A subluxation occurs when there is a structural insufficiency around the kneecap which leads to abnormal movement within the joint. The patella does not make proper contact with articular (or smooth) surfaces of the femur, instead it drifts medially, or laterally, and causes discomfort while grazing over bony prominences. .
Continued motion within this joint creates instances of bone-on-bone contact which trigger an inflammatory response and chronic discomfort. In the long term this continued inflammation will lead to the development of arthritis, and may contribute to further knee instability through stress on the existing structures supporting the knee.
It is important to understand that the symptoms of this condition, at best, are managed more so than they are “cured” or rehabilitated in the traditional sense. Symptoms may be exacerbated depending on the level of stress placed on the surrounding tendons and ligaments. Excess weight, non-compliance with rest and restriction guidelines (meaning going off leash before being approved), poor nutrition, lack of appropriate medication can all contribute to how affected your pet will be by this condition.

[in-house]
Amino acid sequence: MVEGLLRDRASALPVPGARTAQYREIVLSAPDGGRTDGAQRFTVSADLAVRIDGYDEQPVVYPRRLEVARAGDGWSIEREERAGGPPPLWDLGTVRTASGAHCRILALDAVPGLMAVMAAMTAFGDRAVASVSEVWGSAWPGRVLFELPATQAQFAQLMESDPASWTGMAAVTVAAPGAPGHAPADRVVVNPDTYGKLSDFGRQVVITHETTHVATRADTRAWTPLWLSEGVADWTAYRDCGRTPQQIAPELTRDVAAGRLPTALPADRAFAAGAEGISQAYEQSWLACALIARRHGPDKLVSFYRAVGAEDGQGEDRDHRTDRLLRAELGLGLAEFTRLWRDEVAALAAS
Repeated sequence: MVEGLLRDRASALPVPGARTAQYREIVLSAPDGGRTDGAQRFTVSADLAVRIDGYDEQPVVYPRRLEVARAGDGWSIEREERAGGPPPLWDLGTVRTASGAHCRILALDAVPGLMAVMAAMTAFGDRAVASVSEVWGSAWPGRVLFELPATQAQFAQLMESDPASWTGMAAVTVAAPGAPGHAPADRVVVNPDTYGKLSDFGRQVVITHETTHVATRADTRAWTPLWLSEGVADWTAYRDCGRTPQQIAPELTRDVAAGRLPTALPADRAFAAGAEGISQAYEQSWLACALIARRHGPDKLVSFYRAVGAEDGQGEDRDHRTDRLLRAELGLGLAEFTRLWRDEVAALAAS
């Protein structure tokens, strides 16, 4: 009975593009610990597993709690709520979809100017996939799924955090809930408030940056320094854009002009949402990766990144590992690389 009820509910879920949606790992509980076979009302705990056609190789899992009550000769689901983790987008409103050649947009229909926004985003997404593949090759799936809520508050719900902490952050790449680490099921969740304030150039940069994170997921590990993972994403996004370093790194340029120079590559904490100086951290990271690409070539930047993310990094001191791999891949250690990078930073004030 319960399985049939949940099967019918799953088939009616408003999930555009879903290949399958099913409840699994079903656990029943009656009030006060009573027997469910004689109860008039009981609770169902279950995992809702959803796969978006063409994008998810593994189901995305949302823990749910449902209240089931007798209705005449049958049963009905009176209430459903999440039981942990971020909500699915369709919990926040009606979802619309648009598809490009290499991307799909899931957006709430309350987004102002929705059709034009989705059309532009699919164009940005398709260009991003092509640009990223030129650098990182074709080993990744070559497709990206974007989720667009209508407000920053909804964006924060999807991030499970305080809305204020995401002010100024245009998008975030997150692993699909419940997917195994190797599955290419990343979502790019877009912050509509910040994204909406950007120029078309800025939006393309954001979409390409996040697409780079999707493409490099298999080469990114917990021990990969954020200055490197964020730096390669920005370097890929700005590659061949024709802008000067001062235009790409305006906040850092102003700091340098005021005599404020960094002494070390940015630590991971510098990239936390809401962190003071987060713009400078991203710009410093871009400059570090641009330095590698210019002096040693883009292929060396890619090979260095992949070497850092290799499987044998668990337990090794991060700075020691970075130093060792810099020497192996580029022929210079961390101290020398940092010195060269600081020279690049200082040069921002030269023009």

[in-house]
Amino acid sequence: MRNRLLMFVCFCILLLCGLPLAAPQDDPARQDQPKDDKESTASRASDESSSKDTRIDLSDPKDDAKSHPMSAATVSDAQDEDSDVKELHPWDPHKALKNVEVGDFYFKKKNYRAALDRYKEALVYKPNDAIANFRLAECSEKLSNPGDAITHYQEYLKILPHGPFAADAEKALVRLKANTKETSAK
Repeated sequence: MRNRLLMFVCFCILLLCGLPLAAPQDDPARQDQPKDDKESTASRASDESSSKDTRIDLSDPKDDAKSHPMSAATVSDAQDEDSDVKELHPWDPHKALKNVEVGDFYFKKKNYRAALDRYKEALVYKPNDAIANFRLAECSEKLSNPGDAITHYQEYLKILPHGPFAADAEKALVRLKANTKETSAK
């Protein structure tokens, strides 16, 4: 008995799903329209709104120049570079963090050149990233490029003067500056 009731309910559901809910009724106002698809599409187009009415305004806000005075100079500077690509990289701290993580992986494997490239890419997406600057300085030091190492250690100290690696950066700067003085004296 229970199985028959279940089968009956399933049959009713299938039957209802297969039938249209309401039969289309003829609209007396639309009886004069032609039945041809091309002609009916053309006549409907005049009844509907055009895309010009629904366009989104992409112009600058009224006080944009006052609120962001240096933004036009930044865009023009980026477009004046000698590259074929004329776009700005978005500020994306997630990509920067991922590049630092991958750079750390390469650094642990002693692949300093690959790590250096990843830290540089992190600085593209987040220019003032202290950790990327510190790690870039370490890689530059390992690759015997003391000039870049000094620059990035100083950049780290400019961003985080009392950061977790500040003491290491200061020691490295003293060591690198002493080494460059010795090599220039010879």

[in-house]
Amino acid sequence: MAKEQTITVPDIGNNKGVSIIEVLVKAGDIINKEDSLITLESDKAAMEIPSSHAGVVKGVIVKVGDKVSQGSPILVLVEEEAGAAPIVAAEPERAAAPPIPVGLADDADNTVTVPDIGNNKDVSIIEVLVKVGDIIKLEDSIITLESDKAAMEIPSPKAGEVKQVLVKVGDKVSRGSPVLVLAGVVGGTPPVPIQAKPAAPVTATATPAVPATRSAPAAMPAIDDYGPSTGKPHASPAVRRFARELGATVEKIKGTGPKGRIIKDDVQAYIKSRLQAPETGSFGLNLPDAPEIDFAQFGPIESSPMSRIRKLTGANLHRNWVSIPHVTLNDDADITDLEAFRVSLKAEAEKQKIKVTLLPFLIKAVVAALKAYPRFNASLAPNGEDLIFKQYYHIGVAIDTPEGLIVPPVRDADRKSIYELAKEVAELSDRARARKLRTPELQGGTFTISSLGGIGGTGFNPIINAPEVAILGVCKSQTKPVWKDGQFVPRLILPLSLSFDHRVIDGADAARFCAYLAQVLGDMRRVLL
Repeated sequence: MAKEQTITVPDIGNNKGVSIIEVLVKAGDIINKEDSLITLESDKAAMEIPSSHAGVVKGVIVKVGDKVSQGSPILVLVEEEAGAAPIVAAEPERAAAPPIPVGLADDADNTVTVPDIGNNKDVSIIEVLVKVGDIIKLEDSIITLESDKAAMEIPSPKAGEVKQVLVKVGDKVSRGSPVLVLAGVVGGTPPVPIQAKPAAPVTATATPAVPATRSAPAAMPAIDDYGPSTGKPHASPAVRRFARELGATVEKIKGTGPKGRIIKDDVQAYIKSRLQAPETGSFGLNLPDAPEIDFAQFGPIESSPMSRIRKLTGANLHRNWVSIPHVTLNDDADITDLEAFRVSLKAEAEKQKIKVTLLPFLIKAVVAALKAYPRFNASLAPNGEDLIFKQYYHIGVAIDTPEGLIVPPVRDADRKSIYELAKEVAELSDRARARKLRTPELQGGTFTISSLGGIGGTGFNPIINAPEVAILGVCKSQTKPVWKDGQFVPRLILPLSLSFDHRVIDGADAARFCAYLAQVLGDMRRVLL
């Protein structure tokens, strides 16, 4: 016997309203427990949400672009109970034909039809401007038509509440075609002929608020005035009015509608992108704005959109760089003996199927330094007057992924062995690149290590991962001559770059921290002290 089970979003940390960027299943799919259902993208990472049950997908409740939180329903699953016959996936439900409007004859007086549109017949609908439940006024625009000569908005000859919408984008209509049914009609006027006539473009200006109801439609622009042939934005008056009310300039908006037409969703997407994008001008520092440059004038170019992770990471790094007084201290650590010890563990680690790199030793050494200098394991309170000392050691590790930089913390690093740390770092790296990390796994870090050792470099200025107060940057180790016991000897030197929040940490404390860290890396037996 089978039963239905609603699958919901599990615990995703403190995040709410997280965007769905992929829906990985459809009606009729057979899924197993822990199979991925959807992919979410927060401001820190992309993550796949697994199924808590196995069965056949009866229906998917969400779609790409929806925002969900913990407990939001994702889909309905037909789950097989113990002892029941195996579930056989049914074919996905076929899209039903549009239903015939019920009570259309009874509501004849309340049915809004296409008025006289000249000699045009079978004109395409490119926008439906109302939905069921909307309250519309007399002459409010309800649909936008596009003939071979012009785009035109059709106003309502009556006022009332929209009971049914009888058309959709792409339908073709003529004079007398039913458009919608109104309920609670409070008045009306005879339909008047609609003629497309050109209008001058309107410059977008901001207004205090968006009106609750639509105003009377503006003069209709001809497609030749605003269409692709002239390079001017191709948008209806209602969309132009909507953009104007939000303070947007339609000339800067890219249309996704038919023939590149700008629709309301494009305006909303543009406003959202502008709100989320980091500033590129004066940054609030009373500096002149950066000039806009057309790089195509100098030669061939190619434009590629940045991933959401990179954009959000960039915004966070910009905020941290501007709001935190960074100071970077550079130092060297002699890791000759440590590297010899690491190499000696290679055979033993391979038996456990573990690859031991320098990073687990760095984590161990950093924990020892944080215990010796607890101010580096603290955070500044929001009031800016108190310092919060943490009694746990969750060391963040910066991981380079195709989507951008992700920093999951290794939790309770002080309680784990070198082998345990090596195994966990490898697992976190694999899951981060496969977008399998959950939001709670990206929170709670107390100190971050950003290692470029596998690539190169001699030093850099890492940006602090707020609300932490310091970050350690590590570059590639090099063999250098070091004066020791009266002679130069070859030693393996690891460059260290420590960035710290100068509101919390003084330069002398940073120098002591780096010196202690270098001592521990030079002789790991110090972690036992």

Your Veterinarian should be able to grade your pet’s condition within a 1 to 4 level, which corresponds to the degree of subluxation occurring at the level of the patella, or knee cap.
I – Patella can be manually displaced but immediately returns when released
II – Patella can be manually displaced and luxates on flexion, but is only returned by stifle extension
III – Patella luxates continually, but maintains enough flexibility to be manually placed
IV – Patella luxates continually and scarring limits any ability to be manually placed
What Should I Look For?
You may have noticed a change in your pet’s gait pattern or activity level. Typically pets with this diagnosis display signs of lameness that can mimic a “skipping” movement. Some pets will develop behavioral hesitancy to engage in movements that may cause this subluxation to occur, therefore you may see them hesitate to transition into sitting, or avoid jumping, resulting in an abrupt flexion of the joint.
Many of these pets hold their hind limbs in hyperextension, or will externally rotate the limb so the knee is pointing out to the side. These are all compensatory changes that the body uses to avoid an uncomfortable sensation in the joint. While these changes can be improved by the targeted strengthening of Rehabilitation, it is impossible to alter the underlying structure without considering orthopedic surgical correction. A specialist veterinarian will indicate if you pet is a candidate for surgery. Indeed, many patients have benefitted from a pre- and post-surgical rehabilitation plan.
For more information speak to your treating therapist.
Lara Dellar, CCRA